The Security of Harmein Al-Sharifein Excuse

Source: Dawn

Source: Dawn

The parliament just voted down the possibility of sending out troops to assist Saudi Arabia to bomb the hell out of Yemen, and like always, pretty unanimously too. Well, almost. And to make things even more fun, a top UAE diplomat came out with a blatant and open threat about the consequences for the half-hearted vows and the lack of substance in its friendship with the Arab world. An interesting turn of events.

A lot of people see this as an issue which is pretty black and white in terms of its morality. In my view, things are not as straightforward as that. There is evil on both sides, especially if you refer to the Iran-Saudi conflict and take Yemen out of it altogether. The only moral problems are the violation of the sovereignty of Yemen, which apparently does not even matter anymore, and obviously the loss of innocent civilian lives. But I take that is the least of our problems at the moment as well.

However, my criticism has nothing to do with the morality of the action of sending the troops or not. Either way, this is going to be a diplomatic mess, with a question of which party you can afford to offend less. Personally, I feel you should not stir a hive of bees if your legs cannot carry you far enough to escape the swarm. But this is actually about the morality of why you would want to send the troops.

So you genuinely believe that Pakistani troops should be sent for the Saudi campaign, then stop lying to the Pakistani people. Now that is something on the morality of which pretty much everybody can agree, no matter on which side of the camp you find yourself. OK, maybe not.

But let’s try again. It’s not like the Iranians are taking over the Kaa’ba again. How about instead of offering the reason of the security of the sacred sites in Saudi Arabia, you try pitching the restoration of the deposed Yemeni regime as the objective. Now one way or another, this sounds like a far more legitimate reason for intervention, and coincidentally this is what the military intervention is really going to be all about anyway. Why is that so hard to explain? It’s about defeating the Houthi rebels, which are allegedly backed by some country which is apparently the only one upset by the Saudi bombing.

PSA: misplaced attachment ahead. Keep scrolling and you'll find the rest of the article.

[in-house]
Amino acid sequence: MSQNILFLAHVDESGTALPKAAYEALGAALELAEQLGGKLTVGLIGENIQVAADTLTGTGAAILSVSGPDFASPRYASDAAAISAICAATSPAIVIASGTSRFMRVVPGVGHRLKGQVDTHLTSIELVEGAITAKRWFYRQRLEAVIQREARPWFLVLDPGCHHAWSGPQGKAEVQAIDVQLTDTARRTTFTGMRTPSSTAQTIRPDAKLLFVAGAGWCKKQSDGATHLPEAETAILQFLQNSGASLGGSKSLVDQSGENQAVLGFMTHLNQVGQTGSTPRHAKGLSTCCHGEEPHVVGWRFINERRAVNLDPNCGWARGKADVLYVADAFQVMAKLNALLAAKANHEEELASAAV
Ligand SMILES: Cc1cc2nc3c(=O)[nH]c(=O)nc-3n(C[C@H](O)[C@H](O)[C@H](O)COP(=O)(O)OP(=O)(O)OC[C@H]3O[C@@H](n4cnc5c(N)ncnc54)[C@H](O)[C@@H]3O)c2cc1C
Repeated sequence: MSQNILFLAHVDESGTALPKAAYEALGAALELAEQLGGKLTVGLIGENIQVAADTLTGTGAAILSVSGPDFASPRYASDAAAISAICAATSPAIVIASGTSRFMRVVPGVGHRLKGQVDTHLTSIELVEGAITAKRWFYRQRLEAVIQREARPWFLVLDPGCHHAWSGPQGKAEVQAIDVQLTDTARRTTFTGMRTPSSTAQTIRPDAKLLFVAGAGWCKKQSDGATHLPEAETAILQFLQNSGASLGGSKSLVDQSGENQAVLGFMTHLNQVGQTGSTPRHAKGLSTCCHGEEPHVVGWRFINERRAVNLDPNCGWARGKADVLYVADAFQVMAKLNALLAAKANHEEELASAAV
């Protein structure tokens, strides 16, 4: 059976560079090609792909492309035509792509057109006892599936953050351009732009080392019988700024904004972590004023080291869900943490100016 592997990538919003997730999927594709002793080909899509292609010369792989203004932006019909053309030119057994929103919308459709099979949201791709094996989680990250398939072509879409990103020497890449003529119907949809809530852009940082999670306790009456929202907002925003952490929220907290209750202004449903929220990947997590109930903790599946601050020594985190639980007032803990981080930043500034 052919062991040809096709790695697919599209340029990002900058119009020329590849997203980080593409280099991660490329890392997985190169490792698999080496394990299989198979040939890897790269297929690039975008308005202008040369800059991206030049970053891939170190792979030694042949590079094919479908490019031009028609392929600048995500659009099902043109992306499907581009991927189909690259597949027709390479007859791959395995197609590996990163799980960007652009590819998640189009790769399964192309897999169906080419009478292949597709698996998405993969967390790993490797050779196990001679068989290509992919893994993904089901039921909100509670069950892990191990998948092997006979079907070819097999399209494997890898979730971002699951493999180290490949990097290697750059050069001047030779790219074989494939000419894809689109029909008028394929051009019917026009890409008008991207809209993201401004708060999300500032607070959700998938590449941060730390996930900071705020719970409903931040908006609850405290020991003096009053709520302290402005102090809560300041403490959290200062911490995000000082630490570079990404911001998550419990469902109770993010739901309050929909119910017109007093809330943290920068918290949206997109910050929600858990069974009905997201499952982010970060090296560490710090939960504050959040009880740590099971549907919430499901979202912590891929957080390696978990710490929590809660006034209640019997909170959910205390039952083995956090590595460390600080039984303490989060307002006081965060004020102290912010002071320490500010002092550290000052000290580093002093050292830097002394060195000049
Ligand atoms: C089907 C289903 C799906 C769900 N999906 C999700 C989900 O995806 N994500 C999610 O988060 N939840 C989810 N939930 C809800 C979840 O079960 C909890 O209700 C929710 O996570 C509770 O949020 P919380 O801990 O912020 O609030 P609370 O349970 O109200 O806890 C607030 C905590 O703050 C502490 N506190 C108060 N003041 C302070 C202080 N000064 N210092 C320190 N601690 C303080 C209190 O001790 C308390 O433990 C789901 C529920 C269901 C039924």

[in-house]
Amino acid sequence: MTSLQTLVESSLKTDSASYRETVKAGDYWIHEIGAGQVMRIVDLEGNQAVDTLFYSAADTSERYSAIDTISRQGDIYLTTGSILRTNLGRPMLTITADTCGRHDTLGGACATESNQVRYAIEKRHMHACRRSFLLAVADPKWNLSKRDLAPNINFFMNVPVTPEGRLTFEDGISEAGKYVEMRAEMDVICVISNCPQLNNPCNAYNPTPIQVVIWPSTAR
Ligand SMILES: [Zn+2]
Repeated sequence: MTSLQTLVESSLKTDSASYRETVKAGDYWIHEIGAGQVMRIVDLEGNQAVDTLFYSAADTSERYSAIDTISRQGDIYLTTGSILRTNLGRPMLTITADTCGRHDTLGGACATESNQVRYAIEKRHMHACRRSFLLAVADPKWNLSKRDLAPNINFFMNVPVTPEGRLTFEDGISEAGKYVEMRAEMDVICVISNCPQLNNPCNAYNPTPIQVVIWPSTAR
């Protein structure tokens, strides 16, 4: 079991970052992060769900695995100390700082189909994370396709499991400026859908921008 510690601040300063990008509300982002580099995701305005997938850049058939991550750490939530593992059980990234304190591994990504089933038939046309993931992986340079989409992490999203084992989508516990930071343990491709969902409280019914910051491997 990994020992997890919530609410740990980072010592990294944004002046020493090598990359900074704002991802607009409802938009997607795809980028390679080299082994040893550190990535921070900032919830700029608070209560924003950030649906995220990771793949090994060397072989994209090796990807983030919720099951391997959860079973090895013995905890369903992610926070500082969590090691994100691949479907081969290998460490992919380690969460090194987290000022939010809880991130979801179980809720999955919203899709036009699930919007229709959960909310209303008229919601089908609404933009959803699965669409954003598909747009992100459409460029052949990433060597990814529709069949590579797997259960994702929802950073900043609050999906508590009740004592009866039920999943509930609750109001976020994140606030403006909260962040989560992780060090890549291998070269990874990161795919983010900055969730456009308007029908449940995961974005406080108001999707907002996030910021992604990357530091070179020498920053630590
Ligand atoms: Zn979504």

So whatever you want to do, please stop invoking the security of Harmein-al-Sharifein for crying out loud. The religious parties such as the Jamaat-e-Islami, JUD and the JUI(F) just held a conference dedicated to the Security of Harmein Al-Sharifein, or in other words, for endorsing the Saudi bombings in Yemen. This only goes to show how much religion is used by our politicians to blackmail the sensitivities of the masses.

Now ironically, these are the same political parties who protested against the Gaza bombings by Israel, but are not only silent over the killings in Yemen, the images of which starkly resemble the former, but even vocally support it. Because apparently Yemeni people are less important than the people of Gaza, or maybe because the killer is not an infidel this time around. And as it turns out, comparing the Yemen bombings with Gaza bombings is not much of a case of apples and oranges anyway. The only difference is that Israel was bombing Gaza for far more legitimate reasons and to respond to a more immediate threat.

Now speaking of Israel, don’t you think our state uses the security of Harmein Al-Sharifein excuse just like the American hawks use the security of Israel for warmongering in the Middle East? This may be a false equivalence, but the similarity is that politicians on both sides have succeeded to develop mass consensus on these issues to use military force and consider it an integral part of their national security.